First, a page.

A Father’s Love and a Scientist’s Dedication in a Race against Time
Imagine this scenario: you are a young married professional, a rising star in a well-respected pharmaceutical company. You have three children, two of which suffer from a rare, inherited genetic disease for which there is no cure. They will die in about a year or two. What do you do? Inspired by the book The Cure: How a Father Raised $100 Million – and Bucked the Medical Establishment – In a Quest to Save His Children by Pulitzer Prize-winning journalist Geeta Anand, Extraordinary Measures is a drama about the real-life story of John Crowley (Brendan Fraser) and Dr. Robert Stonehill (Harrison Ford) as they work feverishly to find a cure for the disease afflicting Crowley’s children. The dramatic caveat is that said cure is based solely on a scientific theory. CBS Films’ motion picture debut touches on a myriad of salient modern-day issues, including personal morality, risk taking, scientific funding, pharmaceutical business practices, the dedication to science, professional relationships, and a man’s love for his family. For the full ScriptPhD.com review, please click “continue reading”.
Picture this: a mysterious Man with No Name comes into a tiny desert town that’s dominated by a manipulative and powerful bossman. He has something the bossman wants and won’t give it up – and No Name is an almost supernaturally powerful fighter; you really don’t want to mess with him. Before the battle between Good and Evil is over, the Man with No Name has decimated the bossman’s thug-army and brought the evil leader low, the dusty little settlement is either burned to the ground or better off than before he arrived, and off he goes, continuing his mysterious journey – always in motion, never at peace. Except for a tie-‘em-up ending that’s tacked on to the back of The Book of Eli, that’s pretty much what you’ve got here: a post-apocalyptic tale of the mysterious hero vs. the bully prince, just like an old Sergio Leone/Clint Eastwood spaghetti western. Just replace Eastwood with Denzel Washington, replace the Old West with the near future after a global catastrophe, cast a painfully over-the-top Gary Oldman as the Bad Boss, give newcomer Mila Kunis the inevitable pretty girl/spunky sidekick role, and you’re golden. Or at least should have been. Unfortunately for the viewing audience, there’s more Sergio Leone than Cormac McCarthy in this ponderous and unconvincing post-apocalyptic allegory. For a full review, please click “continue reading”.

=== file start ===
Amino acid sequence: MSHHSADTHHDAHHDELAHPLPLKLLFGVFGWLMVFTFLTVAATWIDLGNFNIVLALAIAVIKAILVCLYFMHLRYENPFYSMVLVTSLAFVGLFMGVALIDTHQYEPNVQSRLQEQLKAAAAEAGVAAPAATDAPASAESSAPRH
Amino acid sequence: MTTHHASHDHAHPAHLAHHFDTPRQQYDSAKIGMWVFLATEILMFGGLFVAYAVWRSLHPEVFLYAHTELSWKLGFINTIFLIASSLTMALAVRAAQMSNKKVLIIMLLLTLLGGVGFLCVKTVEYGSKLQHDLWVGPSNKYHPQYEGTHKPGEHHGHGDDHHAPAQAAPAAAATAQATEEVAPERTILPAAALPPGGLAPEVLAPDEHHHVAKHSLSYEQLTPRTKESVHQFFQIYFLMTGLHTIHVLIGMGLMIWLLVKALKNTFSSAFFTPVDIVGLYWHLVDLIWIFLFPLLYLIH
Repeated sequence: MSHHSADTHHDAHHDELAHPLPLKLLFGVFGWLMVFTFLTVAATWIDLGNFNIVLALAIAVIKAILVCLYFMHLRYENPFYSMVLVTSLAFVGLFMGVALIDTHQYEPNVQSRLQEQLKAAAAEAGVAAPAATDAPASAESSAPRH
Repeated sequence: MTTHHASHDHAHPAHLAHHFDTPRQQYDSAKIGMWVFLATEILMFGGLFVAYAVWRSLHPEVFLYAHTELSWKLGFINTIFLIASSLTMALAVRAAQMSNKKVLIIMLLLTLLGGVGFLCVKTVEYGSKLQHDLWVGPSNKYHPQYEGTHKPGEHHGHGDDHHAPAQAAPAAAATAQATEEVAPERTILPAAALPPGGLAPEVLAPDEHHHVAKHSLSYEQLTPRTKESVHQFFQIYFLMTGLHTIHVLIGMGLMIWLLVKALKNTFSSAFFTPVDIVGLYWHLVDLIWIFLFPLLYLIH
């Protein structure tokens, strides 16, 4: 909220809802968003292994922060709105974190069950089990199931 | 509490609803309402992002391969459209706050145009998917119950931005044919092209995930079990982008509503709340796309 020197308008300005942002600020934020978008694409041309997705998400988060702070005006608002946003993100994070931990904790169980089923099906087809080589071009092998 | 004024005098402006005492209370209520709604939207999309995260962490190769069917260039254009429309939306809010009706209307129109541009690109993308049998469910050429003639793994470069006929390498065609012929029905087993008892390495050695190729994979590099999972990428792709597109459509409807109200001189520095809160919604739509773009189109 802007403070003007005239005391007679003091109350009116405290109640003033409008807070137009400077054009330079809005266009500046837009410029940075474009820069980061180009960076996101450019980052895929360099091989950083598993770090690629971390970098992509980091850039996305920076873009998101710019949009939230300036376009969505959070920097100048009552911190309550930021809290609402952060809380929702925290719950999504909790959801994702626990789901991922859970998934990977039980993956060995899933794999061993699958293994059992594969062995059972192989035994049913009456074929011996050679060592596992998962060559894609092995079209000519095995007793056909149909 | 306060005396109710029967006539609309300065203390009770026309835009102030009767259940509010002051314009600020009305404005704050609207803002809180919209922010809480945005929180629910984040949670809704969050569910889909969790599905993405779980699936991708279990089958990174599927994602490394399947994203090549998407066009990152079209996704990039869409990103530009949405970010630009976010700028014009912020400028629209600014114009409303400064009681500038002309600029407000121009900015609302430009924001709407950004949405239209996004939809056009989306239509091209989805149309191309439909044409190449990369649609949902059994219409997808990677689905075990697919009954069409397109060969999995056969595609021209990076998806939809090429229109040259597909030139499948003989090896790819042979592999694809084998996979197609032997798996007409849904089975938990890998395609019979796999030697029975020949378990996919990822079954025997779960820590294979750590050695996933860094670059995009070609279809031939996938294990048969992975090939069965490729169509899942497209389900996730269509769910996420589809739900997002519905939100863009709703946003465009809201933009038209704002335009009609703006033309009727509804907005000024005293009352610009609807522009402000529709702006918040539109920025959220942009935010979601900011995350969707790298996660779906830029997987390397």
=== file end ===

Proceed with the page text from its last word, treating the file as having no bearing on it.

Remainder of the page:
One of my favorite movies as a kid, and now, as a professional scientist, is Andromeda Strain. The heroes are mostly older, professorial types who work feverishly to understand an alien organism and save the planet. After being asked to review ReAction! Chemistry in the Movies for ScriptPhD.com, I was so curious to consume (with relish) the book’s guesswork about the chemistry found in Andromeda Strain. After returning to the beginning of the book and giving it a read, I was thrilled to find that ReAction! is a detailed, thoughtful exploration of the representation of chemistry in film. The book addresses, first and foremost, the fact that chemistry can play a lead role in film. The authors also discuss the dichotomy between the “dark” and “bright” sides of chemistry (and science) as illustrated by films in which chemistry or chemists play a central role. Also included are several playful explorations of the real science behind some famous examples of fictional chemistry in film. After the break is a full review of the book along with an in-depth interview with authors Mark Griep and Majorie Mikasen on the process of working together as chemist and artist, portrayal of chemists in film and how film can change public perception in science.